Dark days of past are not that far away, if we’re not careful

"Our elected representatives need to wake up and see the real problems here" Picture by Paul Faith/PA
"Our elected representatives need to wake up and see the real problems here" Picture by Paul Faith/PA

On Tuesday (March 29) I picked up The Irish News in the local shop, as I was intrigued by a story at the back in relation to the football. I said “aye, I’ll read that when I am eating my Corn Flakes” and bought it. When I looked at the front page and the remaining 14 pages, I felt sick as my heart sank. I had just realised that the political situation in this country hasn’t improved. It is getting bad again – more riots, more stories of republican threats.

We’re now stuck in a vicious circle of further separation and it saddens me to say that this would all seem to be by design, where the old adage “divide and conquer” comes to mind. We have our nationalist/republican voters saying: “Och sure isn’t it great that we have peace.” The hidden reality is that we’re only one or two incidents away from a complete change in circumstances. The language is getting similar to that of pre-1994, and the images are not so different.

So, is there anything we can do about it? I don’t think so.

I grew up in the 1970s and remember organisations such as the old RUC, the UVF, the UFF, the British army, INLA, UDA and the IRA. It was a time where fear was genuine and many lives were lost. Back then I lived in Tyrone where, for example, if we saw significant army/police on the roads my father would always have said: “They’re clearing the roads for another massacre.”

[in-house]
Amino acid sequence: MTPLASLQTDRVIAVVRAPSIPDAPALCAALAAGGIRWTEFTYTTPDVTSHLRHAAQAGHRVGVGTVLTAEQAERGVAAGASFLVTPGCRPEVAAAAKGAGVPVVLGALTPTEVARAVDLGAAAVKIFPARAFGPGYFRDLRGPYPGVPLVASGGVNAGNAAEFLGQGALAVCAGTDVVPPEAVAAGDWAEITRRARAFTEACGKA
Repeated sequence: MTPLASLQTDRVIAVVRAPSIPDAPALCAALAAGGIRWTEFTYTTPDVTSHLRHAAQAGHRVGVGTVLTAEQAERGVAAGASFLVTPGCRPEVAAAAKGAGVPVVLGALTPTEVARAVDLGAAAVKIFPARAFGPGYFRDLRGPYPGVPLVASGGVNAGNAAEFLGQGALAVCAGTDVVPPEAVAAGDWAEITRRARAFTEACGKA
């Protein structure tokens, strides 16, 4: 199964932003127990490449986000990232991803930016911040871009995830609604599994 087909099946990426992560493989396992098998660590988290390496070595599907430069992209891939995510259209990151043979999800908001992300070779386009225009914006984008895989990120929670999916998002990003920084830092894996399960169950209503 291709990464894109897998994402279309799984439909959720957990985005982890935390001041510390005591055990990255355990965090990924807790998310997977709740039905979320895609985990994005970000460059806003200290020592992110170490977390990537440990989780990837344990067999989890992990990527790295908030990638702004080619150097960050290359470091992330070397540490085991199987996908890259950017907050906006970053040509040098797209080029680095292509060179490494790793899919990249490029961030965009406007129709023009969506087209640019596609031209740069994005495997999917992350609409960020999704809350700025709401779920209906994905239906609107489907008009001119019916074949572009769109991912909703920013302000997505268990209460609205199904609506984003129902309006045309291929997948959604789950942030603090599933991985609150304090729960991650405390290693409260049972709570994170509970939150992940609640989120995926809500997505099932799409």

People didn’t want to go out, wishing to avoid the hassle of being stopped and searched. Dad hadn’t these words uttered long until someone nearby was shot dead. The victim in question was usually a member of the nationalist community.

I never fully understood what my father meant by this, at the time I was young, and not that interest, but still affected. I am sure things were no different within loyalist circles either. Scary times, not that long ago.

When I reflect on these headlines, I feel afraid for future generations. I feel afraid that it won’t take long until we’re back to square one again wondering why I brought children into the world to go through the same as I did. This is something that can quite easily define us.

As our politicians argue over past histories, refusing to stand together, I think that the clock is ticking as they successfully fail us. Our elected representatives need to wake up and see the real problems here. I’ve seen the death and destruction right into the 1990s with two violent deaths in my own family. Being asleep at the wheel is not an option. Meanwhile, our politicians continue running to a standstill, getting nowhere fast.


Glasgow (formerly Tyrone)

Once again Ireland has betrayed its founders

Like many Irishmen I am dismayed at the inclusion of the names of British soldiers on the 1916 Memorial Wall in Glasnevin.

The definition of a traitor is “a person who is not loyal to his or her own country; a person who betrays a country by aiding, assisting or helping an enemy”.

There are many varieties of traitor but any man or woman who enlists in a foreign army or takes up arms against their own country and countrymen, is perhaps the most despicable form of all.

Since antiquity history has been littered with stories of such treachery. Ireland is not unique in having traitors blemish her name but is there any other nation whose government would be so insensitive as to honour the names and memories of her enemies in its national pantheon? Once again Ireland has betrayed its founders in what can only be described as an idiotic, perverse attempt at inclusivity.